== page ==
Weekend In Review: Mondesi's New Position, Salvy Has Another Huge Series and What's Next
Salvador Perez was the headline, but young pitching handled the White Sox in the two wins over the weekend.
The last time the Indians came to town and swept the Royals was early May. You might recall the events of that series. Daniel Lynch was called up for the first game and the Royals were in first place. Life was good. The Indians beat the Royals bullpen in each of the first three games before shutting the Royals out in the fourth game. I’m telling you this because the White Sox came to town next, swept the Royals and those were losses two through eight of the 11-game losing streak. It’s easy to have watched that Indians series and wonder last week with the White Sox coming in next and wondering if we were headed for a repeat. A late and long win to start the series made that moot. Maybe you didn’t think of it at all, but I sure did.
Mondesi at Third
A few weeks ago, Dayton Moore made some comments that the Royals couldn’t count on Adalberto Mondesi as an everyday guy. Then he went on a rehab assignment that he had to be taken off because he aggravated some of the scar tissue from his first injury. He obviously was activated on September 1 and during infield work, he was spotted playing third. And then on Friday, he made his first career start at third base. He didn’t have a ton of opportunities, but he is easily one of the best athletes to play third base and is obviously comfortable on the left side of the infield, meaning it likely wouldn’t be a problem. His first chance at third went well too.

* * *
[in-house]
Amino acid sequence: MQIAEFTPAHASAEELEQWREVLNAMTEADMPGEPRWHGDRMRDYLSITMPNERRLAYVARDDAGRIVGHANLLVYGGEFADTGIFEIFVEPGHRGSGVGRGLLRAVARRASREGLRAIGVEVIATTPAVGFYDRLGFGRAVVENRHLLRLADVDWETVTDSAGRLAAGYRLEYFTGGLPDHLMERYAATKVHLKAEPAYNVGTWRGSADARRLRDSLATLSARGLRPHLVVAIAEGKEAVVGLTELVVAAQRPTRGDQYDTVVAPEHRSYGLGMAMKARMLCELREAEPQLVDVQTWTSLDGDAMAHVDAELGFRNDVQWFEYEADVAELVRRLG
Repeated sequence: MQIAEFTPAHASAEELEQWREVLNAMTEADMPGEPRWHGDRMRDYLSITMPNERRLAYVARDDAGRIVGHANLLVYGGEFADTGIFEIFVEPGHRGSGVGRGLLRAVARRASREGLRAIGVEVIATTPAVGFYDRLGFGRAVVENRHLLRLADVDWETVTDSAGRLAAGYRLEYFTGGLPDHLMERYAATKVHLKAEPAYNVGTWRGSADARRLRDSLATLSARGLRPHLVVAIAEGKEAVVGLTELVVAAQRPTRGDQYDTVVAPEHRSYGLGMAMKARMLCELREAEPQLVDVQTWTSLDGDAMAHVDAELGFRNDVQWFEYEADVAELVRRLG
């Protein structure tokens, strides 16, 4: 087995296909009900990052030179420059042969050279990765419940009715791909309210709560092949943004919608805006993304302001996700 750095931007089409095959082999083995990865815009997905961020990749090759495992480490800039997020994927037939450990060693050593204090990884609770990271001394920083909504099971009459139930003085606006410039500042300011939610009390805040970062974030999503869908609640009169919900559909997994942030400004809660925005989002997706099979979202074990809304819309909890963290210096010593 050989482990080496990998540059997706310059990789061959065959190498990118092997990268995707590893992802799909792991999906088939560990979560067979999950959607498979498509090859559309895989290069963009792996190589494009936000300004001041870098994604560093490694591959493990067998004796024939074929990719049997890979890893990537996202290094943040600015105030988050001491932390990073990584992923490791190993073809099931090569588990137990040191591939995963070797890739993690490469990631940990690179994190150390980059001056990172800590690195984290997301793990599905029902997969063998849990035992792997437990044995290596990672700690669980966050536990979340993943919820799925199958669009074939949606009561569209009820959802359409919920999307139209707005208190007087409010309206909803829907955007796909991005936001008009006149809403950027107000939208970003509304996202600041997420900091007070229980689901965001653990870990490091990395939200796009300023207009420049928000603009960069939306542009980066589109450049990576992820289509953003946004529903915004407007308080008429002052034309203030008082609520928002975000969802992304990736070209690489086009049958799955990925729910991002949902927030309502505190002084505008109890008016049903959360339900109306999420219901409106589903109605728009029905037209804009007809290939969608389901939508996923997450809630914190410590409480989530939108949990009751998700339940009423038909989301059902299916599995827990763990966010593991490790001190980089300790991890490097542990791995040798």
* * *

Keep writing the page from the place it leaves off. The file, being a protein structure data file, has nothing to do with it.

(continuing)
There were a couple small mistakes. I think he probably didn’t handle a popup over his head that ended up scoring a run especially well. And he went to second on a ground ball with two outs that was a lot closer than necessary when he could have gone to first. Then on Sunday, he let a ball paly him and then made a bad throw, but overall, he looked fine out there. My issue here is that I just don’t understand why you clearly have an idea in mind to play him at third and don’t give him any chances during his rehab assignment. I suppose I can buy that they didn’t think he needed any reps there in a game, but also what’s the harm of playing him there a couple times? I just don’t get this organization sometimes, but I am intrigued to see Mondesi play some third this month and anticipate there will be a fair amount of outfield work done during the winter.
The Royals took two of three against the White Sox and were 7-3 against them after the break to take the season series. That’s quite a change from last season when they were only able to beat them once in 10 games.
Friday - Royals 7, White Sox 2
About half an hour to game time, I saw the tarp on the field but skies over head were blue. That’s generally a sign that there’s going to be a delay for quite awhile, and, sure enough, the clouds rolled in, the rain fell for awhile and the game was delayed a full two hours. The late start was one that seemed to contribute to a very fast first inning on both sides with both Carlos Hernandez and Dallas Keuchel getting through quickly. In fact, Keuchel threw just seven pitches.
But after Hernandez was good in the top of the second too (I’ll get to him), it was obvious that thing were already different for Keuchel. He walked Edward Olivares on seven pitches, gave up a single to Carlos Santana and then gave up an RBI groundout to Michael A. Taylor before allowing a triple to Andrew Benintendi. He threw 22 pitches in the second, but that was just the start for him.